7.3. Restricting Pointer Aliasing
As with the C front end, G++ understands the C99 feature of restricted pointers,
specified with the __restrict__, or __restrict type
qualifier. Because you cannot compile C++ by specifying the -std=c99
language flag, restrict is not a keyword in C++.
In addition to allowing restricted pointers, you can specify restricted
references, which indicate that the reference is not aliased in the local
void fn (int *__restrict__ rptr, int &__restrict__ rref)
/* … */
In the body of fn, rptr points to an unaliased integer and
rref refers to a (different) unaliased integer.
You may also specify whether a member function's this pointer is
unaliased by using __restrict__ as a member function qualifier.
void T::fn () __restrict__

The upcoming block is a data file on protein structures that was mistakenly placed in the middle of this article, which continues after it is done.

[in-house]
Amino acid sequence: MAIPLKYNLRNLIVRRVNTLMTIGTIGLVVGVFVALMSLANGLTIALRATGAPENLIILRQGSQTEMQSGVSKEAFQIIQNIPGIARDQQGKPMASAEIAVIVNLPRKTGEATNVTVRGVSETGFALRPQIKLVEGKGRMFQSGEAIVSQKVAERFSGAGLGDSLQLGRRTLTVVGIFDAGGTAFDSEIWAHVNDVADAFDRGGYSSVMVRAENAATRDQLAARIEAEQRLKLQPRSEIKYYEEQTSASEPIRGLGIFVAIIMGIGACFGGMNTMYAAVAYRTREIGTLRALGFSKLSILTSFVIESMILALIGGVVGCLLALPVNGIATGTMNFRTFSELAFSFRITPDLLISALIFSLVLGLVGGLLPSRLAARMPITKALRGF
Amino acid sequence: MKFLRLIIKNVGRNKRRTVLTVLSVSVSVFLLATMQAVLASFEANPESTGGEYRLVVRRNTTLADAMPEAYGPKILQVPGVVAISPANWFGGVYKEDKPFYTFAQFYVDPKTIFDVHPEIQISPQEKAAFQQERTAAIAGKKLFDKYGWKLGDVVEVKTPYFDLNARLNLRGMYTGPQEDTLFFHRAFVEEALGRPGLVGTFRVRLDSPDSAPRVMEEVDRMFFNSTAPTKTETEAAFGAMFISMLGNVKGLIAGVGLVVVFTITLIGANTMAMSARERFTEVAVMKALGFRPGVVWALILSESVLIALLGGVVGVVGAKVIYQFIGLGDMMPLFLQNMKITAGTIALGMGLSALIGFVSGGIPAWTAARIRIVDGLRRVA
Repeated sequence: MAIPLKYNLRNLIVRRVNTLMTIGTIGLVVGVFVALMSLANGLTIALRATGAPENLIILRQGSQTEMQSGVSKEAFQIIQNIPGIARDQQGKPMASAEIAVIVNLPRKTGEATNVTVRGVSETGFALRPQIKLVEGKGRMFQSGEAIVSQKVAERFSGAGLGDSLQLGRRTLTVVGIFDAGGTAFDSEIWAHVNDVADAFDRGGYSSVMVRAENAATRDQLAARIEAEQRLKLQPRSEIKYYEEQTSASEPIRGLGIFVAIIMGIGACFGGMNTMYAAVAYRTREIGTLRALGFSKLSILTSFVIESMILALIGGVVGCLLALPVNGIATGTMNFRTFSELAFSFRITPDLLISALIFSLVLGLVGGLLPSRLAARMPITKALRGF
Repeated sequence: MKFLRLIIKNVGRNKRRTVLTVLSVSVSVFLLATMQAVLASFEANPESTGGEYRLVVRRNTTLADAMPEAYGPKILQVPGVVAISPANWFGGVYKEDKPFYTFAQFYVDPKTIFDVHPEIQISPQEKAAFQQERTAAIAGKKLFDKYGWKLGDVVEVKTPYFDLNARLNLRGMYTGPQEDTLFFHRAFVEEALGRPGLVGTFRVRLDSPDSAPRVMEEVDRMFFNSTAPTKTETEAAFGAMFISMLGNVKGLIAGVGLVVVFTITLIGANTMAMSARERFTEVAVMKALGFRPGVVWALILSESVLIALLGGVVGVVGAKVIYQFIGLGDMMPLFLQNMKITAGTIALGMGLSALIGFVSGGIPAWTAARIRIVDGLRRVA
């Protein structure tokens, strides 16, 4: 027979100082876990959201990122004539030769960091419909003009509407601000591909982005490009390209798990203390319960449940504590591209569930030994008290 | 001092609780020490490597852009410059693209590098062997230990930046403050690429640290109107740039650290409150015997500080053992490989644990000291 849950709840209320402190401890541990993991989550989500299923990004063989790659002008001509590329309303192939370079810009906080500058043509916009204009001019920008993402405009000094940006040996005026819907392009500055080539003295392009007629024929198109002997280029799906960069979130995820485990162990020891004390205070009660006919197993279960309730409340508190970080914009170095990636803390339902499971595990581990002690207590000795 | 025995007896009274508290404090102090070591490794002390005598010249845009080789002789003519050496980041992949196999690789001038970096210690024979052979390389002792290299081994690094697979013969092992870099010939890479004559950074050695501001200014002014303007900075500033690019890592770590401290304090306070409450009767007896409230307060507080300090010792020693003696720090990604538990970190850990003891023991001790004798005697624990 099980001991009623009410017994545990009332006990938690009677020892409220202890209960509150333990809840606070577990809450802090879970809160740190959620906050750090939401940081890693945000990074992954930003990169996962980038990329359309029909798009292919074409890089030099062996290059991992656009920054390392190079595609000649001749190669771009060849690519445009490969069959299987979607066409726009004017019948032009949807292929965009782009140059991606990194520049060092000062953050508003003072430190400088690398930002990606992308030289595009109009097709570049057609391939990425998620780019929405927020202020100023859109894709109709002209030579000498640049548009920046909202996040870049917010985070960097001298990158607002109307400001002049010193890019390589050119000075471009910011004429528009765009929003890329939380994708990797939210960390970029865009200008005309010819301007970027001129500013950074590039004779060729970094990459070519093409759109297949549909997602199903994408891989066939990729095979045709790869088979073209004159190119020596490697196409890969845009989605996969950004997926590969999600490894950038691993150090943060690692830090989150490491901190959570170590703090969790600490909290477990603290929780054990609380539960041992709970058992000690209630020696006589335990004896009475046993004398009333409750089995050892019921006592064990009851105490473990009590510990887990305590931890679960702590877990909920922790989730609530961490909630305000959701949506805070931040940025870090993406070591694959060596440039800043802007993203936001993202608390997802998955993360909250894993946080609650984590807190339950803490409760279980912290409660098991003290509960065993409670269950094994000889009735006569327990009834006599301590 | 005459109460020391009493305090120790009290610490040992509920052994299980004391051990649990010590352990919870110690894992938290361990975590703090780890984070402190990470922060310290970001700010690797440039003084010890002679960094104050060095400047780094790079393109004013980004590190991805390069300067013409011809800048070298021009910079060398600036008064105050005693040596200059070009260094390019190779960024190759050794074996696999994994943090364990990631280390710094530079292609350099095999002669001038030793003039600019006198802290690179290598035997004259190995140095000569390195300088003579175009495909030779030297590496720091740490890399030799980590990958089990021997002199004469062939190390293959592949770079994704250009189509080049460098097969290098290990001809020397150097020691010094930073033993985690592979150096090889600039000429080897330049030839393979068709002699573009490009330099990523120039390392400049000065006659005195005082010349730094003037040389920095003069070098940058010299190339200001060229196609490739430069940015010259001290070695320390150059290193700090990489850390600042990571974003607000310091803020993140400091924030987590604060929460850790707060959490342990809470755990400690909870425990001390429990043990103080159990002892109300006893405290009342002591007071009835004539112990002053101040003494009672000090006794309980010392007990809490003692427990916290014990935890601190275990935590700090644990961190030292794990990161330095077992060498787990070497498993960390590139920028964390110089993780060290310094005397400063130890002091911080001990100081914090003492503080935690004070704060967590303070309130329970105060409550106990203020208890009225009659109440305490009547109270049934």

/* … */
Within the body of T::fn, this will have the effective
definition T *__restrict__ const this. Notice that the
interpretation of a __restrict__ member function qualifier is
different to that of const or volatile qualifier, in that it
is applied to the pointer rather than the object. This is consistent with
other compilers which implement restricted pointers.
As with all outermost parameter qualifiers, __restrict__ is
ignored in function definition matching. This means you only need to
specify __restrict__ in a function definition, rather than
in a function prototype as well.